Fashion in modern culture does not have to be vain or self-indulgent. It can be a way to express individuality and creativity in a healthy way. You do not have to follow or copy the latest trends—you can express yourself in any way that you wish! My only advice is to focus on savouring fashion and style as a simple beautiful healthy component of life, rather than as a materialistic ambition or as a striving to look like someone else.
You can never be overdressed or overeducated. (Oscar Wilde)
While I see the value of designer clothing, clothing that makes us feel happy, comfortable, and confident don’t necessarily have to be expensive! Selecting clothes and accessories that accentuate one’s physical beauty can help build confidence and happiness. Some people may claim that taking good care of one’s appearance is a superficial act. Here are some of the reasons why I don’t see it as merely superficial, including scientific evidence:
For many with anxiety symptoms or trait perfectionism, there may be a tendency to have unreasonable, excessive demands upon self, and also a tendency to criticize self regardless of the outcome (sometimes even in advance of the action). This level of demand could be so steep that the person might choose not to go out at all, rather than to go out “not looking their best”.
But on the other hand, from a purely behavioural standpoint, I think it is interesting to encourage people to “look their best” in a healthy way. For example, to deliberately wear one’s favourite clothes, or have one’s hair done, etc. even when there is no formal occasion. This would not be motivated by some kind of unreasonable esthetic or perfectionistic demand, but rather could be viewed as a celebration of beauty, and a symbolic recognition that every “ordinary” day is special, without becoming a vain or superficial preoccupation. Karen Pine is a researcher who has looked at attire as a variable relevant to psychological states; her 2013 study referenced below is an introduction to some of her work (Howlett, Pine, Orakçioglu, & Fletcher, 2013).
Decorate. If you would like, learn how to decorate, and create your own decorating style. Decorations don’t have to be expensive! There are many affordable choices available. You can get insights from home décor books, magazines, blogs, social media sites, and YouTube channels. Decorate your home in a way that is comfy, calming, peaceful, rejuvenating, and welcoming. Let your home be your sanctuary, a sacred space, where you can meditate, reflect, and rejuvenate. Decorate for festivals, such as Thanksgiving! Decorate for special events or photo shoots!
You can’t use up creativity. The more you use, the more you have. (Maya Angelou)
There is no right or wrong in art! Let your inner child take the lead, and let your creativity flow. Learn the rules of art, but challenge them afterwards! Your imperfect technique is what makes your artwork interesting and delightful. Seeking perfection in the process of creating art takes away enjoyment. So have fun! Create as if there were no rules! Create as if you were a carefree child!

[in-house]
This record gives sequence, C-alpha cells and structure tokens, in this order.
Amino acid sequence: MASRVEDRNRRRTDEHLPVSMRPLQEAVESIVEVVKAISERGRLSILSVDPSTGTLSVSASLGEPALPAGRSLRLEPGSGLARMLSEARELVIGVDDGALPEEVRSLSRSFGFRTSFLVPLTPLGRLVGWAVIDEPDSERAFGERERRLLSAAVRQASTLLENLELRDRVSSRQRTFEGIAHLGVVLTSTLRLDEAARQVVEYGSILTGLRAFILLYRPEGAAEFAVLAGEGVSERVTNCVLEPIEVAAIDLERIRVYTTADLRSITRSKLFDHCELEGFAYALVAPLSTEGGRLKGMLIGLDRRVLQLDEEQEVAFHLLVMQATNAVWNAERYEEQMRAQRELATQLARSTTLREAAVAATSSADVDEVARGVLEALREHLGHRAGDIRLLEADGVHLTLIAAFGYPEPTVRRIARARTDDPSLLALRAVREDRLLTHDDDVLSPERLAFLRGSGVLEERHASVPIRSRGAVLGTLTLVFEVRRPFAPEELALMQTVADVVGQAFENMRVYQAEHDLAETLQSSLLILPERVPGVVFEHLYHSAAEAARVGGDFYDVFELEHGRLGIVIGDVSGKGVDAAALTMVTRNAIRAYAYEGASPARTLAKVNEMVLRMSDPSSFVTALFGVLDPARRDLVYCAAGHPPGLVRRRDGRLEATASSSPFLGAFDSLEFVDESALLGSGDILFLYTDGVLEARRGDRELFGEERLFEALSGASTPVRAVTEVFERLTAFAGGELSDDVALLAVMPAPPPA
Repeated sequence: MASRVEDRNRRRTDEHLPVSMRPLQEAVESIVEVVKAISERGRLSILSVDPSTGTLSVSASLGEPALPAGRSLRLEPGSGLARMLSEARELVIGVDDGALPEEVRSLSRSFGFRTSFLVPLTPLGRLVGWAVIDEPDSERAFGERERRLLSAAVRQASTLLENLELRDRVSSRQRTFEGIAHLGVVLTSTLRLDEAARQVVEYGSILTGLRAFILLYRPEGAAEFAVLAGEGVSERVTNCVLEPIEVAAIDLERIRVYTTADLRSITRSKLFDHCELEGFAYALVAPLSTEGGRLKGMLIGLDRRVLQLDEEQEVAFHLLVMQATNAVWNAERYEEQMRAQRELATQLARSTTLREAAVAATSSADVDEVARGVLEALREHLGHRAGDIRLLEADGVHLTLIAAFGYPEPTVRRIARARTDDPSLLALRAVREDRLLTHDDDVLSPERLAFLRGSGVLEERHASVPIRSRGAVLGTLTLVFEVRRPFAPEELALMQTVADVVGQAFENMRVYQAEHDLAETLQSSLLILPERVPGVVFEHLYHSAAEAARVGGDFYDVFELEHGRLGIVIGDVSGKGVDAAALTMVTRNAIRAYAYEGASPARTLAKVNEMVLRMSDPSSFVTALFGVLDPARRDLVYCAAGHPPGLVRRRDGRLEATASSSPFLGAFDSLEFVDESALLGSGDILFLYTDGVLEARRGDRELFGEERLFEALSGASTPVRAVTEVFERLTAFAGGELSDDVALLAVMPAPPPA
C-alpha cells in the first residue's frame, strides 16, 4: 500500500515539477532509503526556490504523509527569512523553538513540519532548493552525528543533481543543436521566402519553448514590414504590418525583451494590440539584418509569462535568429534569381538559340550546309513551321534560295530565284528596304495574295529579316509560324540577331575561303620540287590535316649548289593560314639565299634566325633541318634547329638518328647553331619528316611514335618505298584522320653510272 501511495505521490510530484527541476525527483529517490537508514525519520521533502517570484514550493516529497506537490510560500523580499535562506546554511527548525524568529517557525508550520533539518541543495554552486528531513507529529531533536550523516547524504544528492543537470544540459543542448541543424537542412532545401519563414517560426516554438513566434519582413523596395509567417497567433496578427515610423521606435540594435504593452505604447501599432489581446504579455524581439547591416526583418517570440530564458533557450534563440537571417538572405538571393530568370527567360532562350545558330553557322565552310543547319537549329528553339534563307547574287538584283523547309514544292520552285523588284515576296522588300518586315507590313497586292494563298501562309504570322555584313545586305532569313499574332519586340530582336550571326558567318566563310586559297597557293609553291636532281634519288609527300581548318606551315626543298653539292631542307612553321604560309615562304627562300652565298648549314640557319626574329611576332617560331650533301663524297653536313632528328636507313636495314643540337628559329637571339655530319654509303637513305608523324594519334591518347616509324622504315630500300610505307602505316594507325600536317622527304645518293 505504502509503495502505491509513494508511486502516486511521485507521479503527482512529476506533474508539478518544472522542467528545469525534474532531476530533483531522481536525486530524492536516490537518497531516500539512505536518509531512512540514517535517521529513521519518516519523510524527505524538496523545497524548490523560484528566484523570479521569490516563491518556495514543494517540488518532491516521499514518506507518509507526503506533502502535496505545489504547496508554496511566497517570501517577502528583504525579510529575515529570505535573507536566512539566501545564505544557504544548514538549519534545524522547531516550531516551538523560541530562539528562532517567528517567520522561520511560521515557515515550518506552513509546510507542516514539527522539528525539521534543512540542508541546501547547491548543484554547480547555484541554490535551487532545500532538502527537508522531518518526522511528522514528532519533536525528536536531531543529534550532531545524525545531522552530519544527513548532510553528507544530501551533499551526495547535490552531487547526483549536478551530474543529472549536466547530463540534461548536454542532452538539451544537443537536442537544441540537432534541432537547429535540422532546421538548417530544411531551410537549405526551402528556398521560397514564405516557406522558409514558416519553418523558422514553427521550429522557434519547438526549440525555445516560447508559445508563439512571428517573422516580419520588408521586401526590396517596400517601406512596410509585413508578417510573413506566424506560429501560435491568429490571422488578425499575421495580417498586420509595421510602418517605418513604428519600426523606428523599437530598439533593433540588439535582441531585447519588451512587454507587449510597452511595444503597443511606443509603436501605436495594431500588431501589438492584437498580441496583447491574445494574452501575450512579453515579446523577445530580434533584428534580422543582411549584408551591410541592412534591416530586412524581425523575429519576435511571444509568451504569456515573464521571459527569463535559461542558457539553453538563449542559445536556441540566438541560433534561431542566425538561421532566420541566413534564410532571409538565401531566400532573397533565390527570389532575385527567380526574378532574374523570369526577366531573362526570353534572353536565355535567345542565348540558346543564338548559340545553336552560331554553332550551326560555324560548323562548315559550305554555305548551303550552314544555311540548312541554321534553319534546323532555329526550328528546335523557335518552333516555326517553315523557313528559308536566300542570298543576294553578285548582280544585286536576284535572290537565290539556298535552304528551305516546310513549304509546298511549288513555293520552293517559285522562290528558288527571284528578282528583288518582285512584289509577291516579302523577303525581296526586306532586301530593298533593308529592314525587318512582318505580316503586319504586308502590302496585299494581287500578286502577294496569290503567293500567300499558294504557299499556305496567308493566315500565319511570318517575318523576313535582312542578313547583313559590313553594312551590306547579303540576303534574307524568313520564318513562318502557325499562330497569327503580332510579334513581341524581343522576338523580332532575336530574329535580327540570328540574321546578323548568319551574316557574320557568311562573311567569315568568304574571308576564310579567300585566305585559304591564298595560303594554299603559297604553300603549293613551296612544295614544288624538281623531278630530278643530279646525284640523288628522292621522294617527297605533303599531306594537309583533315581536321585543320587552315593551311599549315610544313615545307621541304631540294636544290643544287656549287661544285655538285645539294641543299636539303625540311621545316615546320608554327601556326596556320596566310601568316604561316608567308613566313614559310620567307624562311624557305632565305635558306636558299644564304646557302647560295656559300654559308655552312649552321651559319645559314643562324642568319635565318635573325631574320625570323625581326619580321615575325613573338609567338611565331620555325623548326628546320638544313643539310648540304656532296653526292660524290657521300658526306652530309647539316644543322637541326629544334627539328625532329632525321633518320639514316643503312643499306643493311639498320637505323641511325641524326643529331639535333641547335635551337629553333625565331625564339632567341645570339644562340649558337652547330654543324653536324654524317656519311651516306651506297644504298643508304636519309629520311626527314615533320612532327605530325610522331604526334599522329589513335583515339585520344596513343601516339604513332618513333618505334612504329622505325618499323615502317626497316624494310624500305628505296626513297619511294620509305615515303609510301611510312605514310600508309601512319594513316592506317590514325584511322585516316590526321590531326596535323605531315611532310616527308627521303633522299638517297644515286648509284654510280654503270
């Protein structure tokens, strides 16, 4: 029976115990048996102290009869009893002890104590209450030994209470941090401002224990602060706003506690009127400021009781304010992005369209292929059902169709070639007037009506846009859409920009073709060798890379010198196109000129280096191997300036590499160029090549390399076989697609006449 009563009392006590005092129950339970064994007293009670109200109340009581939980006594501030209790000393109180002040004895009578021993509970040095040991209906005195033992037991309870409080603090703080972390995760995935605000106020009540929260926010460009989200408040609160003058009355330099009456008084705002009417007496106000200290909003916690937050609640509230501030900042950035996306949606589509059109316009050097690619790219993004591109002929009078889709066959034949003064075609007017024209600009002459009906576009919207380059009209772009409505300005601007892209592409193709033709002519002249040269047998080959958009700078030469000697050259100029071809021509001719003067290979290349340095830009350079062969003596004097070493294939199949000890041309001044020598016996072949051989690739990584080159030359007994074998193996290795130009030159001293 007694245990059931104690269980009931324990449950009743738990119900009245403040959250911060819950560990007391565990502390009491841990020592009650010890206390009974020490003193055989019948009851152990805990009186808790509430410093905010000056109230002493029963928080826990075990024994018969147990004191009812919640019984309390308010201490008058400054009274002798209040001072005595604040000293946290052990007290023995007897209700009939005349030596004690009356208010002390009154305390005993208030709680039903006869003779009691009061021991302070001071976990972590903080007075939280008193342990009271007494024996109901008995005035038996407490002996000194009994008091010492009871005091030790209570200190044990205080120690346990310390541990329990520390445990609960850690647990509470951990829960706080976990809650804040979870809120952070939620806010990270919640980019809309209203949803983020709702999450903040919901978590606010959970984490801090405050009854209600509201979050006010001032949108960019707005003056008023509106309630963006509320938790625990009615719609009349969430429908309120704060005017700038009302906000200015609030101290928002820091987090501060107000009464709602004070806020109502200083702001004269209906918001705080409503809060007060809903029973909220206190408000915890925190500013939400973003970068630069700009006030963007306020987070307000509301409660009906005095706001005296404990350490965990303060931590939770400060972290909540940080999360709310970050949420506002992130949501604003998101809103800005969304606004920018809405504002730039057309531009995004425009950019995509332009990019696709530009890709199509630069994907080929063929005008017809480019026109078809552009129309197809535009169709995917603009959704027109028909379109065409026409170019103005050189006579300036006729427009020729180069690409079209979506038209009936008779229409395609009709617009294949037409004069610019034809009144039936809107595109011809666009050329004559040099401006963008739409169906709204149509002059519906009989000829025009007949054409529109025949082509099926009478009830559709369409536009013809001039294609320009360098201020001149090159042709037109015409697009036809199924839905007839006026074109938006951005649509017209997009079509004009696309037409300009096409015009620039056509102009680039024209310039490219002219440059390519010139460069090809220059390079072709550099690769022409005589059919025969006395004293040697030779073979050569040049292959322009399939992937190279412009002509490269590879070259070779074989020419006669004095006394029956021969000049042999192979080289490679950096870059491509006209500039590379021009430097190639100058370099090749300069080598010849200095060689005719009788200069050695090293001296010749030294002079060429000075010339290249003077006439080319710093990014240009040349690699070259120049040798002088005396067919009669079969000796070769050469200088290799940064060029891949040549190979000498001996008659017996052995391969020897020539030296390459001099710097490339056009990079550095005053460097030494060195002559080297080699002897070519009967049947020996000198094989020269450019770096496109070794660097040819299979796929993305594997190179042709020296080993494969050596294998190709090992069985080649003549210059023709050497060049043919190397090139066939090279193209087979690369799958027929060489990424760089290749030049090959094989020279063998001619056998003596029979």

Every child is an artist. The problem is how to remain an artist once he grows up. (Pablo Picasso)
It is human nature to want to be understood, accepted, and appreciated by others. Unfortunately, this squelches our ability to break out of the mainstream to produce something extraordinary and unique. Real creative genius doesn’t reside in what is popular, but rather in what defies the established and the norm. Create as if no one were watching. Produce something that speaks to you and you alone. (Brett Blumenthal)
To be creative you must have courage. (Paulo Coelho)
Finally, be courageous enough to share your artwork with others! Display your imperfect paintings at home or on a website! Let your guests take a look at them! You will be surprised to know how many of them actually adore your artwork! There will always be someone who dislikes your artwork though. Be prepared for that and shrug at it. Everyone has his or her own artistic taste and opinion, and it is okay if someone doesn't like your artwork. The process of creating and sharing is not to gain more “likes” or approval from others. It’s just a healthy way to live!
Affirmation: I enrich my life when I create and encourage others to create.
Howlett, N., Pine, K., Orakçioglu, I., & Fletcher, B. (2013). The influence of clothing on first impressions: Rapid and positive responses to minor changes in male attire. Journal of Fashion Marketing and Management: An International Journal, 17(1), 38-48. doi:10.1108/13612021311305128
O'Leary, K., & Dockray, S. (2015). The effects of two novel gratitude and mindfulness interventions on well-being. The Journal of Alternative and Complementary Medicine, 21(4), 243-245. doi:10.1089/acm.2014.0119
Sloan, D. M., Marx, B. P., Bovin, M. J., Feinstein, B. A., & Gallagher, M. W. (2012). Written exposure as an intervention for PTSD: A randomised clinical trial with motor vehicle accident survivors. Behaviour Research and Therapy, 50(10), 627-635. doi:10.1016/j.brat.2012.07.001
Stuckey, H. L., & Noble, J. (2010). The connection between art, healing, and public health: A review of current literature. American Journal of Public Health, 100(2), 254-263. doi:10.2105/AJPH.2008.156497